Mucopolysaccharidosis (MPS) type II is a rare multisystem disorder resulting from the accumulation of breakdown products of glycosaminoglycans in the body tissues. Many patients with this disease undergo ENT (ear, nose and throat) surgeries such as adenotonsillectomy and tympanocentesis at a very early age, much before the diagnosis of MPS. Nasal polyposis is a rare occurrence, with only one case of MPS II with polyposis reported in the literature. We present a patient who presented with recurrent nasal polyposis from the age of 2 years. Hale’s colloidal iron was used to stain these ‘nasal polyps’, which revealed that they are, in fact, mucopolysaccharide-laden sinonasal mucosa prolapsing into the nasal cavities. We believe this is the first time that this stain has been used to stain nasal polyps in MPS. In addition to the histopathological peculiarities of these nasal masses, we also discuss the natural history of nasal polyposis in MPS II.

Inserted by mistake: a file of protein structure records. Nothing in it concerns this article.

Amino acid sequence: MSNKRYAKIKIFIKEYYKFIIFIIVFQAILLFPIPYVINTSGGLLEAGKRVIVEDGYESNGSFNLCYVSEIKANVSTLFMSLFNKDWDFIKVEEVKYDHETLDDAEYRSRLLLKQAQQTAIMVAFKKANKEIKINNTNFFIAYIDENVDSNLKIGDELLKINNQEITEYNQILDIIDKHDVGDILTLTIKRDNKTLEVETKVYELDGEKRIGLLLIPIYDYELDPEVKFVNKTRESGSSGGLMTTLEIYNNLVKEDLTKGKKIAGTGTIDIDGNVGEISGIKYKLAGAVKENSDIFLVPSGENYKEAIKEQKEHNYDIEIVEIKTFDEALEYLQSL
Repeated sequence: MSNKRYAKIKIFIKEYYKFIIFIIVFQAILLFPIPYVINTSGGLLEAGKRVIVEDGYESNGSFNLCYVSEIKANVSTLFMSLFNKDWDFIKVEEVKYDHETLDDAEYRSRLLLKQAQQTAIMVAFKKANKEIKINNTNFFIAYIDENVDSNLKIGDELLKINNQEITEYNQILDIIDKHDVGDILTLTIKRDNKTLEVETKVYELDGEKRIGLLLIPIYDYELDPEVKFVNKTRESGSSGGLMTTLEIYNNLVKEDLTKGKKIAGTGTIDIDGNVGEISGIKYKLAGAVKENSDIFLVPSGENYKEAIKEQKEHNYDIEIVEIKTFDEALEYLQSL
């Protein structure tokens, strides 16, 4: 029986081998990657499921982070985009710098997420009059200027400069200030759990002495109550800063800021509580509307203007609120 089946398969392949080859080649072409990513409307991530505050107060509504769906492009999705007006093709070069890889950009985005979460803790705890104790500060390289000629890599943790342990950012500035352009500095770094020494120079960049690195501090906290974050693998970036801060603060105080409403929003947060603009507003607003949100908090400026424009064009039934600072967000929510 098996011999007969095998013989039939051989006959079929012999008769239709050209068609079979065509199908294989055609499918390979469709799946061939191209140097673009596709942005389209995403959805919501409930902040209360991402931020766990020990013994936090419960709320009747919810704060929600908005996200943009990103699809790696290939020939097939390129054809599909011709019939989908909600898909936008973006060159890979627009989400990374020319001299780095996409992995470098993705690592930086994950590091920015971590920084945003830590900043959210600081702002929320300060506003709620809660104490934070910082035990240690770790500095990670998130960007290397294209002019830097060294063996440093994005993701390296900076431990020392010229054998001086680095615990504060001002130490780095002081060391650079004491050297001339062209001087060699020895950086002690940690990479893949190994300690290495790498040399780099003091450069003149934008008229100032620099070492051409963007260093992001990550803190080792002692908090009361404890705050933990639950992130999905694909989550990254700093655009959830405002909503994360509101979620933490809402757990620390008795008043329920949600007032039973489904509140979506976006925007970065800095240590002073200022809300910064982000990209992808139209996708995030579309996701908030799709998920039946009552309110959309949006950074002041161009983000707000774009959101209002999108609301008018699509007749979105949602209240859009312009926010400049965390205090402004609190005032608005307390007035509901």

- nose and throat
- nasal polyps
- otolaryngology / ENT
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Contributors SK and SS contributed to the paper work-up, including discussion. KG provided valuable opinion on histopathology along with materials. NM provided materials for histopathology.
Funding The authors have not declared a specific grant for this research from any funding agency in the public, commercial or not-for-profit sectors.
Competing interests None declared.
Patient consent for publication Obtained.
Provenance and peer review Not commissioned; externally peer reviewed.
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